St Mary’s University in London has been trialling our programme as part of their Initial Teacher Training course. Their feedback is very positive, so much so that they integrated parts of the AET programme in their curriculum. We talked to Professor Anna Lise Gordon, Interim Director, Institute of Education at the university about her experiences.
Professor Anna Lise Gordon is brimming with energy and enthusiasm, you can’t help wanting to sign up for one of her lectures at St Mary’s University, just to be able to soak up her infectious vitality. It’s particularly nice to hear her talking about our programme with all this enthusiasm, of course. We asked her to tell us about her experiences with the AET programme that she has been trialling for more than a year.
What teacher training courses does your university offer?
“Initial Teacher Training (ITT) is a very important part of our provision at St Mary’s University. There are currently approx. 850 students studying to become teachers either via undergraduate studies in three years or as a post-graduate student in one year. We offer primary and secondary teacher training courses, as well as CPD events for NQTs and more experienced teachers.”
Why did you decide to include autism education training into your curriculum?
“At St Mary’s, we have a special focus on SEND. We want to ensure that all our ITT students receive training that enables them to support children with special needs in their class. Some of the students will spend a short placement at a special school as part of their training. We have a strong focus on inclusion; in fact, it is part of our vision to ensure that all trainee teachers are prepared to support and include children of all abilities in their classroom.”
Why did you choose the Autism Education Trust programme?
“I heard about AET through a colleague and once I learned more about the programme I realised just how much more there is to know – and teach – about autism. It did not take long to convince my colleagues about the benefits of the programme; in fact, 12 colleagues agreed to be part of the initiative straight away. We realised that the AET programme can enable our students and future teachers to look more effectively at their SEND provision through the lens of autism.”
Which AET module do you use?
“Our programme is based on the AET Schools good autism practice module.”
Did you find it easy to adapt the AET programme to fit into your curriculum? Did you have to adapt it at all or can you use it without modification?
“Autism was part of our curriculum even before we adopted the AET programme but it was not as specific as it is now. At the moment we offer the AET training as an optional one-day course or a series of twilight sessions. We have a one-day course for primary finalist trainees, one for secondary finalist trainees and NQTs, and one for a mixed primary and secondary trainee audience. Even though it requires extra commitment from the students, it’s very popular and is constantly oversubscribed. 50 of our AET trainees started to work as NQTs this September. We also use some parts of the training, mostly the videos, in our core ITT curriculum as well and are planning to integrate more of it in the future.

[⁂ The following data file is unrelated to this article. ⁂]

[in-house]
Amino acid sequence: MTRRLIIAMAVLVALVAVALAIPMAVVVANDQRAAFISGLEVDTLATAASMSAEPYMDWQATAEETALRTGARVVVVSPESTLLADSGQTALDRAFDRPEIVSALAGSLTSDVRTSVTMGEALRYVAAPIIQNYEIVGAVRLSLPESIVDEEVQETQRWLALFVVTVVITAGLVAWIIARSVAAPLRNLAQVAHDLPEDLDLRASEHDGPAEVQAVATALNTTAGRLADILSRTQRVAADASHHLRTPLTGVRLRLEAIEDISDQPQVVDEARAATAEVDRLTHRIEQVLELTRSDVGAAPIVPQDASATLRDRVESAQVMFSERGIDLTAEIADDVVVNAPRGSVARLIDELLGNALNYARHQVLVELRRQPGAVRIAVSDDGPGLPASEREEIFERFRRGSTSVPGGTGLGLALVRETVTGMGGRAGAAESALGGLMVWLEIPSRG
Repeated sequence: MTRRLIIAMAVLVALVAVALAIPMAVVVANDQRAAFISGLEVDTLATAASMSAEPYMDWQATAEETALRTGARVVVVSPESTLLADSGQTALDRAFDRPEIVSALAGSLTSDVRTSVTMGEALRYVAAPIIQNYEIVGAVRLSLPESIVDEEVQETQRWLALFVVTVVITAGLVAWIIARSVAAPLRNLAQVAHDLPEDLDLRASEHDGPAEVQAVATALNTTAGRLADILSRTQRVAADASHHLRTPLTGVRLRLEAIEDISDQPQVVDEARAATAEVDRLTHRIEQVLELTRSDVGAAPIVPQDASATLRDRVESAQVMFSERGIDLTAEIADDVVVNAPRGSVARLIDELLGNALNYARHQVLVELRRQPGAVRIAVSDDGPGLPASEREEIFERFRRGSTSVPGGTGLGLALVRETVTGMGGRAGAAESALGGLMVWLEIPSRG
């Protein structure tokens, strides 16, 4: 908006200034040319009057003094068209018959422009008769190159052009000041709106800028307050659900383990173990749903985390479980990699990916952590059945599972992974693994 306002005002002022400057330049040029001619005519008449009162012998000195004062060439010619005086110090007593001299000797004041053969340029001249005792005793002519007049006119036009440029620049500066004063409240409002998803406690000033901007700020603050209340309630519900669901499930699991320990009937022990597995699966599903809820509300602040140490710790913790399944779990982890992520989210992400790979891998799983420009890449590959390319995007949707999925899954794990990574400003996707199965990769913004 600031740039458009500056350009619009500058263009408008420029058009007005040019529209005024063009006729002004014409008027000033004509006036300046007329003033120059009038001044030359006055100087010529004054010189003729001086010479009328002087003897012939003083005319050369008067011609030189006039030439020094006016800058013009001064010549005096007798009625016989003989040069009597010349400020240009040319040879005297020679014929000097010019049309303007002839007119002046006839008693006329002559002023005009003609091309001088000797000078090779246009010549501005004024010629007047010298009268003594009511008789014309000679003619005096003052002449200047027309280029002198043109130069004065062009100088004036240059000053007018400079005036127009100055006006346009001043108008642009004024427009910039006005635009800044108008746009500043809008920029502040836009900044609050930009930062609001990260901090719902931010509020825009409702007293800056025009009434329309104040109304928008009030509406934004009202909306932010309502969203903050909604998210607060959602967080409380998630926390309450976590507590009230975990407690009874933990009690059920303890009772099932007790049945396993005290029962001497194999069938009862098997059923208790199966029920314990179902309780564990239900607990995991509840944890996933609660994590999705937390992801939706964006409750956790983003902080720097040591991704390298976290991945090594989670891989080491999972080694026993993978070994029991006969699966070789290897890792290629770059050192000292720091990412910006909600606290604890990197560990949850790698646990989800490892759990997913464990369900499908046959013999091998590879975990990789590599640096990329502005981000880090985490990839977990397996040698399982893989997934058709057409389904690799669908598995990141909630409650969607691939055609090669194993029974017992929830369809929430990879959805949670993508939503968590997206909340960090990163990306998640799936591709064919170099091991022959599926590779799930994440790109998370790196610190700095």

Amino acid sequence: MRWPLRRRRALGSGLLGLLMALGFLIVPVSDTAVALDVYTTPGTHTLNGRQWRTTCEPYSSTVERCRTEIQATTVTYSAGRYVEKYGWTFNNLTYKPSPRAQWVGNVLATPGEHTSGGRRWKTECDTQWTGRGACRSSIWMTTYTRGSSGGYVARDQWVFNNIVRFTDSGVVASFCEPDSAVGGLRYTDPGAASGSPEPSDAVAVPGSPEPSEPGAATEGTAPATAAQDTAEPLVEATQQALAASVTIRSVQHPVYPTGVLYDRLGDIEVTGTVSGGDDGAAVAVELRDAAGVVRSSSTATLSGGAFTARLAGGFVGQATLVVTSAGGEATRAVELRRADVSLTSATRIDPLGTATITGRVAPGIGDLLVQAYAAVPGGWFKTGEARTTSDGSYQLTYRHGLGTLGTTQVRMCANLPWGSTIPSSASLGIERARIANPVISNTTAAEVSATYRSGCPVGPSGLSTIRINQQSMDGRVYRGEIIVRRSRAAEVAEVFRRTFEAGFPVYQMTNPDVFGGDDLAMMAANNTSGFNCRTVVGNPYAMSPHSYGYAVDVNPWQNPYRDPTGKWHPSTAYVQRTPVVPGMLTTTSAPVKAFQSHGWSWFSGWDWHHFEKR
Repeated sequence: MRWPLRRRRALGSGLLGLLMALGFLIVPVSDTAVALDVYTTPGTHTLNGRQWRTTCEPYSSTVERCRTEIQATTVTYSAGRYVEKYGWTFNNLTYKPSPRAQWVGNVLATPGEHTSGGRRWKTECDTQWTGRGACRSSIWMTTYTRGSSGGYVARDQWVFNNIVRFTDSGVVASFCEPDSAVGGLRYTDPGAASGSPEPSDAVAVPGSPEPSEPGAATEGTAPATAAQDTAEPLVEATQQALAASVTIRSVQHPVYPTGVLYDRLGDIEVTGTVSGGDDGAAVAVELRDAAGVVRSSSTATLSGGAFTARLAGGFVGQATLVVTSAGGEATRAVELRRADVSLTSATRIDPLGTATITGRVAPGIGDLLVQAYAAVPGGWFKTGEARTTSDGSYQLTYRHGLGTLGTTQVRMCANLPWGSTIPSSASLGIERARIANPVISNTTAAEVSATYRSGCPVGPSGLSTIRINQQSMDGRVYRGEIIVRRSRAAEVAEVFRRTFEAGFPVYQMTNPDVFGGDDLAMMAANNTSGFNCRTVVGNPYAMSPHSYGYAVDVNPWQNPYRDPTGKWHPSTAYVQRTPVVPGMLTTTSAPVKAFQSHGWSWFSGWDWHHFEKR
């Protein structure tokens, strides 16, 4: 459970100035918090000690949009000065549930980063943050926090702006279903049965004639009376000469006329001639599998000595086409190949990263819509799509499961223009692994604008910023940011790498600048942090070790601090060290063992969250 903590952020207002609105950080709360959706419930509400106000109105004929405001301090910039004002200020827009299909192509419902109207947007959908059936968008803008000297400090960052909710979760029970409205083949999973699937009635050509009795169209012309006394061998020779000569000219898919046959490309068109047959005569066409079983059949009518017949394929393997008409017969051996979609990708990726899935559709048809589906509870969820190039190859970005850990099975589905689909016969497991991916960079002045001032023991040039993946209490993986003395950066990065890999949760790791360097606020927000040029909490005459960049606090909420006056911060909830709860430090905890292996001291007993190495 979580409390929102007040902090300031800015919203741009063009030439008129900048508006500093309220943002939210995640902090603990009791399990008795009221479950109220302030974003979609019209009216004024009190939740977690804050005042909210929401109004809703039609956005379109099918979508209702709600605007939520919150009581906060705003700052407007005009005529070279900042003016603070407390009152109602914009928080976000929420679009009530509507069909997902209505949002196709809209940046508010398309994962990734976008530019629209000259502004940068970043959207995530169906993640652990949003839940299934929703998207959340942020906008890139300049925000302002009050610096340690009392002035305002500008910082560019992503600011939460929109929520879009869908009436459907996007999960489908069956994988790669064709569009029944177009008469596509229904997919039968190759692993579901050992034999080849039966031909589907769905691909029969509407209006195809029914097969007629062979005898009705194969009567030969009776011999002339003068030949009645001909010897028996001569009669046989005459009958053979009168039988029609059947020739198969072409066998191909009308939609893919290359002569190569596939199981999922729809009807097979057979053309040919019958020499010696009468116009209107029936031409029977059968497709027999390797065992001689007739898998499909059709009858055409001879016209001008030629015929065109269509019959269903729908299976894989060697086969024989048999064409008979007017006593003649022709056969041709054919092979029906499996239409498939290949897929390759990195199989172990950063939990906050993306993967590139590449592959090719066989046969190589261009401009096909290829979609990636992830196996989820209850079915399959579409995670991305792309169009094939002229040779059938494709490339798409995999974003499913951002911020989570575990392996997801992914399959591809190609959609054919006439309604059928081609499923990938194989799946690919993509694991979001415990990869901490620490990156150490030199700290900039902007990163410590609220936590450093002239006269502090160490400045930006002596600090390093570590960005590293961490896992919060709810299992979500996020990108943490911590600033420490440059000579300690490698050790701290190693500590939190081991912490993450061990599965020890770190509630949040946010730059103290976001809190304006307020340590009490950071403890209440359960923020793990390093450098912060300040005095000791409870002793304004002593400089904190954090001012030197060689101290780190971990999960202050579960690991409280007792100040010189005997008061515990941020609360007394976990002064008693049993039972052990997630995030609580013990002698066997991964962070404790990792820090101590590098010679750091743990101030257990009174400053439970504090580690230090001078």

What we find particularly exciting about the training is that we can provide this course to a mixed primary-secondary student audience. These students don’t usually meet in class but the AET course gives them an opportunity to share and discuss their opinions and look at the challenges that children with autism face throughout their school life and at key transition points from different angles.”
What are your experiences with the programme? What do you think of the programme?
“Given the rising number of children with an autism diagnosis, we think it’s really important to prepare all our trainee teachers for working with these children. The AET programme is perfect for this. We greatly appreciate the wealth of resources that are included in the modules, especially the great videos and case studies. We are dividing the course into mini-modules, such as The Individual Child and Building Relationships, Curriculum and Learning, and Enabling Environments.”
Do you have any feedback about the training programme from students?
“We have an overwhelmingly positive response from our students. The AET programme offers a real insight into the everyday challenges of children with autism and helps prepare a support strategy. We conduct an evaluation at the end of each course and can see a greatly increased understanding in several areas: awareness of the heightened anxiety autistic children experience; the importance of getting to know the individual needs, strengths and challenges of each child; the understanding of the four key areas of difference and the importance of information sharing with the team around the child. The students also get to explore ways to develop pupil and parent voice, develop an understanding of peer awareness and explore ways to adjust and differentiate whilst delivering the curriculum.”
What is the one thing that you particularly like about AET’s programme?
“The videos. They are very high quality and support the course content in a very powerful way.”
Would you recommend the AET programme to other universities?
“Definitely. Every trainee teacher should receive this training.”